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    "When many cures are offered for a disease, it means the disease is not curable" -Anton Chekhov

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    Friday, September 27, 2002

    The Prozac Nation Goes to College: College counselors have noticed an alarming increase in the number of students on psychoactive drugs:

    Antidepressant prescriptions to children increased three- to five-fold between 1988 and 1994, with the steepest increases among students ages 15 to 19, said Dr. Julie Magno Zito, associate professor of pharmacy and medicine at the University of Maryland.

    Nationwide, mental health services in large colleges report that 1 to 60 percent of their clients are using psychoactive medications, said Gregory Snodgrass, president of the Association of University and College Counseling Center Directors.

    It isn’t that kids are crazier today, as one counselor at Bennington College pointed out:

    ''I haven't seen sicker students,'' Carter said. ''I've seen students labeled as sicker.”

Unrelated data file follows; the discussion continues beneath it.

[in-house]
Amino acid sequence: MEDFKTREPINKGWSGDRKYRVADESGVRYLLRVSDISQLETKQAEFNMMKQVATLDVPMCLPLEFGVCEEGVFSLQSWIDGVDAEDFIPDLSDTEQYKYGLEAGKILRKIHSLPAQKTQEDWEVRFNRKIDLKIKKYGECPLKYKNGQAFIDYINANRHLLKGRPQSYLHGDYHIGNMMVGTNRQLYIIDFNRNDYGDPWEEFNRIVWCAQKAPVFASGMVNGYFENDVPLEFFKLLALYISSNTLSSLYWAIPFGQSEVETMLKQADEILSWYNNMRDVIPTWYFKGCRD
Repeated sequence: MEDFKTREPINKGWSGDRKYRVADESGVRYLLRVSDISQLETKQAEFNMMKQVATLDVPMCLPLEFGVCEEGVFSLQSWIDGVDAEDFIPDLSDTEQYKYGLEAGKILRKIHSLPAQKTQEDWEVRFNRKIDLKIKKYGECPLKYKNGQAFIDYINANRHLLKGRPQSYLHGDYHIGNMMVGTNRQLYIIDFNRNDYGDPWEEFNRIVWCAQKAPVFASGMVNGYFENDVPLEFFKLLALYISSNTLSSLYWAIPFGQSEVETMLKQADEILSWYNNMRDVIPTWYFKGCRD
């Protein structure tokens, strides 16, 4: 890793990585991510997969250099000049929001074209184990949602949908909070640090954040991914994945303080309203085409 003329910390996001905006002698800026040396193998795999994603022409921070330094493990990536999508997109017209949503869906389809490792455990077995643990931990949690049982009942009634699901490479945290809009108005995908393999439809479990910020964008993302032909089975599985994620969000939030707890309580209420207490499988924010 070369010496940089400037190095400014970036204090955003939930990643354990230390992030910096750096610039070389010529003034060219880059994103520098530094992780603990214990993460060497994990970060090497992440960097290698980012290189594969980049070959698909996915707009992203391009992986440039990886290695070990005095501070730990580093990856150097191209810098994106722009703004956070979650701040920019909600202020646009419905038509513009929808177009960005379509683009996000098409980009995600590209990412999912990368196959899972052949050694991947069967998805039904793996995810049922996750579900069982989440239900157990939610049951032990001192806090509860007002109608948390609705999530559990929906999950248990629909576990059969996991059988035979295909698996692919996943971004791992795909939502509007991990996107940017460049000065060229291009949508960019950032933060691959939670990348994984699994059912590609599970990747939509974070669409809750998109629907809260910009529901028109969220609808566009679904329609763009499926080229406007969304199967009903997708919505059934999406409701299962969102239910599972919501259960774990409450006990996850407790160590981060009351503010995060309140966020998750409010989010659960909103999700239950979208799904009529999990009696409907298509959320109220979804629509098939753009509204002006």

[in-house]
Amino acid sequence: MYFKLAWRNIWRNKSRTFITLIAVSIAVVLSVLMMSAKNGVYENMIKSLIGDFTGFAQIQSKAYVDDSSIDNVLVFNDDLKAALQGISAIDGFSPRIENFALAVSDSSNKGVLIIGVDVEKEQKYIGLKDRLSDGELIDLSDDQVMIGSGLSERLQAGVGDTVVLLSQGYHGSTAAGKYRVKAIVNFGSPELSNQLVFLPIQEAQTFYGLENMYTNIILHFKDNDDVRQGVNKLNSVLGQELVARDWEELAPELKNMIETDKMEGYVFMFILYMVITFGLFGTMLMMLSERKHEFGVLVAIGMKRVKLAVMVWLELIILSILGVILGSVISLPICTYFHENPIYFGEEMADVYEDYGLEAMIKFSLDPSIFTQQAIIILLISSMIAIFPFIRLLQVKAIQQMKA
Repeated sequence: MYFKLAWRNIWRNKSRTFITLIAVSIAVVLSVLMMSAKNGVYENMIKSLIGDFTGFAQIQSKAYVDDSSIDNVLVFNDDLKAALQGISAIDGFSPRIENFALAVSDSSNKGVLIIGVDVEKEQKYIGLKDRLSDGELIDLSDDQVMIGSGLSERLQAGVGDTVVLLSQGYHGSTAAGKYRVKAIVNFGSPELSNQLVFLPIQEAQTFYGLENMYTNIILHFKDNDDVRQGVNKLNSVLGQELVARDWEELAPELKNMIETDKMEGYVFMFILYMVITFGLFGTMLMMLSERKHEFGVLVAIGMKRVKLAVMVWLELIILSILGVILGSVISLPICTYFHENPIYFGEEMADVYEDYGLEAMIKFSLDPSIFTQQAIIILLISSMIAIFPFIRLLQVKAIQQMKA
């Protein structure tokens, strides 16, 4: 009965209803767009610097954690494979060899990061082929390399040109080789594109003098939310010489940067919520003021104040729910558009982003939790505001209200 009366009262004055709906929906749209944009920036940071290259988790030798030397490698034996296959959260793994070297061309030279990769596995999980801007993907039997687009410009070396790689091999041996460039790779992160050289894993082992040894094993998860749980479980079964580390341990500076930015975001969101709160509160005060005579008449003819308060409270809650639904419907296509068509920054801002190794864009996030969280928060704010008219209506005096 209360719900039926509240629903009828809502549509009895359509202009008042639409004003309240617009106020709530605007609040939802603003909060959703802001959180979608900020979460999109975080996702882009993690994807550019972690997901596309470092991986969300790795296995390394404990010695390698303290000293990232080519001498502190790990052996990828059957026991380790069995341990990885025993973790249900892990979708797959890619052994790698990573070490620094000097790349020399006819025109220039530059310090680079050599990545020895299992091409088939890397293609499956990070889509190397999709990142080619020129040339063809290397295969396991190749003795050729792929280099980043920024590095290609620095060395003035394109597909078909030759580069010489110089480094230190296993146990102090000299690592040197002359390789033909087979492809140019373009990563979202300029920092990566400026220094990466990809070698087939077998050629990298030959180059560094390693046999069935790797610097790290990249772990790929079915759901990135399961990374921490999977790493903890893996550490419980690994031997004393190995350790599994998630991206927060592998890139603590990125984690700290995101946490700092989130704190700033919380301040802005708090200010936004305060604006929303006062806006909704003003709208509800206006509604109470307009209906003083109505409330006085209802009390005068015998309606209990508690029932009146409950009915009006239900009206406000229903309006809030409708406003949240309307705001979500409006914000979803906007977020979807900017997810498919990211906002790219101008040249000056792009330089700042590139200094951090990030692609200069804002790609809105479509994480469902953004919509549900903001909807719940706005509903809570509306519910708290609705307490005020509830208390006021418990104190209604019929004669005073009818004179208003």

Exactly. This is the blowback from all those aggressive public health campaigns that tout the importance of mental health care. Although there are some serious mental health problems that require and deserve attention, there are also a lot of more mundane emotional problems that are nothing more than a part of the human condition. Many begin to believe that every little problem requires professional intervention and that a pill is the answer to everything. Child acting up in school? Forget about addressing problems at home, or taking responsibility for disciplining them, just push for Ritalin. Have a moody teenager? Get them as perky as Gidget with Prozac. It’s not unusual for a parent to end a long litany of behavior complaints about their child and then sum it all up by looking pointedly at me and saying, “Something has got to be done.” Our modern psychiatric pharmacopoeia has made it too easy for parents and children to escape their own responsibilities. And, as the counselors point out, medicating children and adolescents so freely deprives them of finding their own inner strengths:

    Steeped in the tradition of psychotherapy, the health counselors said that some students may avoid fully experiencing the emotional milestones of young adulthood: the first great romantic disappointment, separation from family, and churning identity questions. Adolescents who don't learn coping skills could run into worse challenges later, they warn.

    Indeed they could.

    posted by Sydney on 9/27/2002 06:03:00 AM 0 comments


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